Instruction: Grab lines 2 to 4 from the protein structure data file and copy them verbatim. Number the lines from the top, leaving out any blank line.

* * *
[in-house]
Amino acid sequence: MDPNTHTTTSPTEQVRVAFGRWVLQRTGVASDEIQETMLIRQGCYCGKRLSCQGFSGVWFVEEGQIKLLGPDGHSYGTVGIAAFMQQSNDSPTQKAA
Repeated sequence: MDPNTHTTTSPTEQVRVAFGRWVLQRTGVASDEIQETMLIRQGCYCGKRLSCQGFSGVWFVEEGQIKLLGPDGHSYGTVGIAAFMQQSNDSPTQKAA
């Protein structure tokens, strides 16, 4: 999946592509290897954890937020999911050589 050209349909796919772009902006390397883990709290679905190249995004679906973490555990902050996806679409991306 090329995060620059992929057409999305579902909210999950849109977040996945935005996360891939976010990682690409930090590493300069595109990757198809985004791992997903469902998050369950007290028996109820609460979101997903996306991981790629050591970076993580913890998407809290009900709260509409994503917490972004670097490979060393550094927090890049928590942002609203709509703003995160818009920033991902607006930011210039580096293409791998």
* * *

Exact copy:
Amino acid sequence: MDPNTHTTTSPTEQVRVAFGRWVLQRTGVASDEIQETMLIRQGCYCGKRLSCQGFSGVWFVEEGQIKLLGPDGHSYGTVGIAAFMQQSNDSPTQKAA
Repeated sequence: MDPNTHTTTSPTEQVRVAFGRWVLQRTGVASDEIQETMLIRQGCYCGKRLSCQGFSGVWFVEEGQIKLLGPDGHSYGTVGIAAFMQQSNDSPTQKAA
């Protein structure tokens, strides 16, 4: 999946592509290897954890937020999911050589 050209349909796919772009902006390397883990709290679905190249995004679906973490555990902050996806679409991306 090329995060620059992929057409999305579902909210999950849109977040996945935005996360891939976010990682690409930090590493300069595109990757198809985004791992997903469902998050369950007290028996109820609460979101997903996306991981790629050591970076993580913890998407809290009900709260509409994503917490972004670097490979060393550094927090890049928590942002609203709509703003995160818009920033991902607006930011210039580096293409791998």